2020 Olmsted Award of Excellence
Honoring Mayor Martin J. Walsh
The prestigious Olmsted Award of Excellence is presented to an individual or organization who demonstrates an unwavering commitment and service to carrying out Frederick Law Olmsted‘s vision for urban parks through exemplary and enduring work on behalf of our local parks and the Emerald Necklace in particular.
The Emerald Necklace Conservancy is pleased to announce Boston Mayor Martin J. Walsh as the 2020 Olmsted Award of Excellence honoree for his administration’s significant investments in Boston’s parks.
Under Mayor Walsh’s administration, $114 million has been spent by the Boston Parks Department on 170 capital construction projects and $60 million allocated to the 1,100 acre Emerald Necklace, the largest-ever capital funding for Boston Parks. These projects include Improvements to Jamaica Pond Pathways and Perimeter, Liff Park restoration, Olmsted Park enhancements, projects funded by the Community Preservation Act and many more. The Boston Parks Department is projected to spend $330M in the 2014-2024 decade, ensuring a huge leap forward for Boston in restoring and improving our important urban parks.
In addition to capital improvements, Mayor Walsh has made several other transformative investments in the Emerald Necklace and beyond,
- Allocated $23M with a $5M maintenance endowment in perpetuity for Franklin Park improvements. The Boston Parks and Recreation Department has convened a diverse cross-disciplinary team to develop a community-driven Franklin Park Action Plan for an engaging and welcoming Franklin Park.
- Invested over $200M in the Muddy River Restoration Project, currently in Phase 2. This critical restoration will protect the City from future major storm events by increasing the River’s flood capacity by 90,000 cubic yards (27 Olympic size swimming pools).
- The City of Boston has been a dedicated partner to the Conservancy’s Olmsted Tree Society, working with us to collaboratively prune, water and care for the Emerald Necklace tree canopy. Thanks to this program, the more than 9,000 trees in the Conservancy’s tree inventory are now being tracked for ongoing care for the first time.
These critical improvements in Boston’s green spaces are key action items on Mayor Walsh’s agenda for a climate-ready and resilient City. We applaud Mayor Walsh for his forethought and preparation through Climate Ready Boston, Boston’s Climate Action Plan, Climate Mayors and C40 Cities Climate Leadership Group. We are thankful for these bold and significant actions to lead Boston into a sustainable future.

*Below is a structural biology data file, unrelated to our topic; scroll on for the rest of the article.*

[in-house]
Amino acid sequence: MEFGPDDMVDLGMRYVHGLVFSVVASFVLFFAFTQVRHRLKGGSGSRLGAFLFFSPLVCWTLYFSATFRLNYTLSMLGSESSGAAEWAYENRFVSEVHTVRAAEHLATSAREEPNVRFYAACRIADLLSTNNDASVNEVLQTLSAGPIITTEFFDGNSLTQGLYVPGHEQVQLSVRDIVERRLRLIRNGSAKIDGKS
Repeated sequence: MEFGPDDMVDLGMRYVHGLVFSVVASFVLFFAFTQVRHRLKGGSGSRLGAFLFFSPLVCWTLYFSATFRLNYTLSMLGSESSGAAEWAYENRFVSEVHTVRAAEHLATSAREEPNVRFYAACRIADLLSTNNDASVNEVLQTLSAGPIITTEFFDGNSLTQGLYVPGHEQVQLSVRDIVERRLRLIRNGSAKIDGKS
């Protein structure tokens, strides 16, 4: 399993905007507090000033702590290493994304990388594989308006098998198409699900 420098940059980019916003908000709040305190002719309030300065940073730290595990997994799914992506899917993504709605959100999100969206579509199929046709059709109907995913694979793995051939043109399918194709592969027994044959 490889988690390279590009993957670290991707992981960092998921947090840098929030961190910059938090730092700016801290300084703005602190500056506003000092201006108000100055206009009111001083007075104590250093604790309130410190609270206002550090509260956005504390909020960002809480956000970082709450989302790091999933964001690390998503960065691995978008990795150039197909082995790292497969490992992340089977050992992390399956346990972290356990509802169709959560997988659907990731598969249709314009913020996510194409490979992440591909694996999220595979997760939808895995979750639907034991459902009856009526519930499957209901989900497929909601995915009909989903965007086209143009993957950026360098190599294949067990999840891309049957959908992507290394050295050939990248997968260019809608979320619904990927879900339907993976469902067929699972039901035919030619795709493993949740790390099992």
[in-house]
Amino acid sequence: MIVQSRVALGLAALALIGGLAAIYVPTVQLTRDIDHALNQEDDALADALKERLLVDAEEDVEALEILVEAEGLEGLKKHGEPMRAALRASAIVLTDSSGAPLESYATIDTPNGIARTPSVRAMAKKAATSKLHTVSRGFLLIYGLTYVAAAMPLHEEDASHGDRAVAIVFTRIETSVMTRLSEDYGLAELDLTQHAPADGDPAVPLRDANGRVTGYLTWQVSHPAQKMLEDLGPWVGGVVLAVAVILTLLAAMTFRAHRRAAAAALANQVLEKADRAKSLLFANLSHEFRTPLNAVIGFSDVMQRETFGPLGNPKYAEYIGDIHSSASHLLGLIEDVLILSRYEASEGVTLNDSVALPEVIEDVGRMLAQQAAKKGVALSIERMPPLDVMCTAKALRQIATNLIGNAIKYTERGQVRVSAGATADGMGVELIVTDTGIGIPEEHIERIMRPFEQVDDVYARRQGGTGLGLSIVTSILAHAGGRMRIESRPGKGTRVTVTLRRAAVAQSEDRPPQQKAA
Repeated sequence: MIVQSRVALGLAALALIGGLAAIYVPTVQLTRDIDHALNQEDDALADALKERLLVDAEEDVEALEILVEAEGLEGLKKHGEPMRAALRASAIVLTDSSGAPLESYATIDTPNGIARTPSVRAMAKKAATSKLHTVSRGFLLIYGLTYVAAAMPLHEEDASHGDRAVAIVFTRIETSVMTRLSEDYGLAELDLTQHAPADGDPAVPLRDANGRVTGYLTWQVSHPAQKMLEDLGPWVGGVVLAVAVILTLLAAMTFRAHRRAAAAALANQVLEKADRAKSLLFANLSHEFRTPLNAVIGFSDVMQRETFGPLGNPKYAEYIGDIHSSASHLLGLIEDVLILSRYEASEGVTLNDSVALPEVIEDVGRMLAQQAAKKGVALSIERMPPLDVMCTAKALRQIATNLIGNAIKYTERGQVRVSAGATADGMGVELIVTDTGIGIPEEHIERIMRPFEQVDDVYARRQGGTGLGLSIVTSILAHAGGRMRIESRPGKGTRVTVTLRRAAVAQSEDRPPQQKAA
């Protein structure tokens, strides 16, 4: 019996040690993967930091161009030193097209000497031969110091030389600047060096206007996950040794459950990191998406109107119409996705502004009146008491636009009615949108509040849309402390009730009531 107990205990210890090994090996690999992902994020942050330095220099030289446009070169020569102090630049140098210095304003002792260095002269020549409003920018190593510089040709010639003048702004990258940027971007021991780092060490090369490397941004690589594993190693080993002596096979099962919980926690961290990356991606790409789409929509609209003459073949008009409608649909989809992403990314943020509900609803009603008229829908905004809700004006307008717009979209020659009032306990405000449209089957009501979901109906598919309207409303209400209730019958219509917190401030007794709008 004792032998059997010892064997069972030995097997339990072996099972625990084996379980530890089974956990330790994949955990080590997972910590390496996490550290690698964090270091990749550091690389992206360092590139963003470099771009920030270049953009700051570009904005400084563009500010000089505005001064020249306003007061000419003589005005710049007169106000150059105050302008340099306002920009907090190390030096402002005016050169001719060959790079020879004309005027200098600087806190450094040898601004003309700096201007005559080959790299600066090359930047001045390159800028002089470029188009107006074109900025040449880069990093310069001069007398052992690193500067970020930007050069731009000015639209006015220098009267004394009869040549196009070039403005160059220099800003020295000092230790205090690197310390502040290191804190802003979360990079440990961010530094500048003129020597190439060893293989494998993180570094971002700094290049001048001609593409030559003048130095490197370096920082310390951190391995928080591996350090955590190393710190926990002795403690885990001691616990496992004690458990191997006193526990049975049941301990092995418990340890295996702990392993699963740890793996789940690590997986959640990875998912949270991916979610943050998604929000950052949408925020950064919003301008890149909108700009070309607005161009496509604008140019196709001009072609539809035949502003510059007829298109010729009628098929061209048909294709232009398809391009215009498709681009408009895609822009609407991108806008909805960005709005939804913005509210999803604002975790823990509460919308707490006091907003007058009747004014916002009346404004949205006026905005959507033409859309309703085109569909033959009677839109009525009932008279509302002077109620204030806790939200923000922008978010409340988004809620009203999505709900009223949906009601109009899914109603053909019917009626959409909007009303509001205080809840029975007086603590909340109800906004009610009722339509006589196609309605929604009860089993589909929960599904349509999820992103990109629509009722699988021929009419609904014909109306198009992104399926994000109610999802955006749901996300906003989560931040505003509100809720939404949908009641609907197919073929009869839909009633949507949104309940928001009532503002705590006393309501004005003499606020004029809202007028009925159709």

Frederick Law Olmsted (1822-1903) has a clear vision for urban parks. He believed that parks are democratic – and democratizing – spaces that should be accessible to all. Today, our need to work together toward a just, inclusive and equitable society, starting with our common spaces, remains as true today as it did in Olmsted’s time. Olmsted also knew intuitively that access to nature has physical and mental health benefits for park users. The current pandemic has shined a new light on the universality of parks and their critical role in individual and collective health. Olmsted’s design philosophy centered on the idea that nature and engineering can work together to create naturalistic recreation spaces that also serve as green infrastructure, creating safe, functioning and sustainable cities. Olmsted’s Muddy River in the Emerald Necklace is one of the country’s first examples of green infrastructure; 125 years after its completion, it is still protecting our City from flooding, providing valuable habitat for local wildlife and serving as a backbone to a park system that offers respite and tranquility amid a continually growing and changing cityscape. Much like Olmsted’s, Mayor Walsh’s vision for Boston is not for our generation alone, but for the generations to come who will call our City home. We are proud to recognize Mayor Walsh’s achievements and forethought for the enduring importance of green space in Boston.
Prior Olmsted Award of Excellence recipients include long-time Conservancy volunteer and Olmsted Tree Society founder Janet Atkins (2018), Conservancy Board Chair Benjamin Taylor (2016), former Massachusetts Governor and Conservancy Life Trustee Michael Dukakis (2014) and parks advocate Sarah Freeman (2013).